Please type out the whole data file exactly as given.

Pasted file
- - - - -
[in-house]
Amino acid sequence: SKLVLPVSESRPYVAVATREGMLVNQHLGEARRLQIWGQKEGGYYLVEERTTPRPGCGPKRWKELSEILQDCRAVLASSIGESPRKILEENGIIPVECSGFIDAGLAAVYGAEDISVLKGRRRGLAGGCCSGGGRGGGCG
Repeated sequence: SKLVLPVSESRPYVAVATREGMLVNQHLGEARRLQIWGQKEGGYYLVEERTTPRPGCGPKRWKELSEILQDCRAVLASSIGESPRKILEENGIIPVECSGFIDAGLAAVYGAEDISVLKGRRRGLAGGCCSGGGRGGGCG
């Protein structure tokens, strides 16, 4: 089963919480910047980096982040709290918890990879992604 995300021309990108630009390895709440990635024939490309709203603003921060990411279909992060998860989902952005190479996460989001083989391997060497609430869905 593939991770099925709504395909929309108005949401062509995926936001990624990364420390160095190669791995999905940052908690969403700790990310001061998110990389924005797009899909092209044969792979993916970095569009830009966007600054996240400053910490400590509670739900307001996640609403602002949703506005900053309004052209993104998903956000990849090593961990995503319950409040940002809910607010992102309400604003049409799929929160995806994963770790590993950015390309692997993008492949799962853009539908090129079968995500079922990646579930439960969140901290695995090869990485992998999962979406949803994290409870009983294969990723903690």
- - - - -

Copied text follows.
[in-house]
Amino acid sequence: SKLVLPVSESRPYVAVATREGMLVNQHLGEARRLQIWGQKEGGYYLVEERTTPRPGCGPKRWKELSEILQDCRAVLASSIGESPRKILEENGIIPVECSGFIDAGLAAVYGAEDISVLKGRRRGLAGGCCSGGGRGGGCG
Repeated sequence: SKLVLPVSESRPYVAVATREGMLVNQHLGEARRLQIWGQKEGGYYLVEERTTPRPGCGPKRWKELSEILQDCRAVLASSIGESPRKILEENGIIPVECSGFIDAGLAAVYGAEDISVLKGRRRGLAGGCCSGGGRGGGCG
């Protein structure tokens, strides 16, 4: 089963919480910047980096982040709290918890990879992604 995300021309990108630009390895709440990635024939490309709203603003921060990411279909992060998860989902952005190479996460989001083989391997060497609430869905 593939991770099925709504395909929309108005949401062509995926936001990624990364420390160095190669791995999905940052908690969403700790990310001061998110990389924005797009899909092209044969792979993916970095569009830009966007600054996240400053910490400590509670739900307001996640609403602002949703506005900053309004052209993104998903956000990849090593961990995503319950409040940002809910607010992102309400604003049409799929929160995806994963770790590993950015390309692997993008492949799962853009539908090129079968995500079922990646579930439960969140901290695995090869990485992998999962979406949803994290409870009983294969990723903690």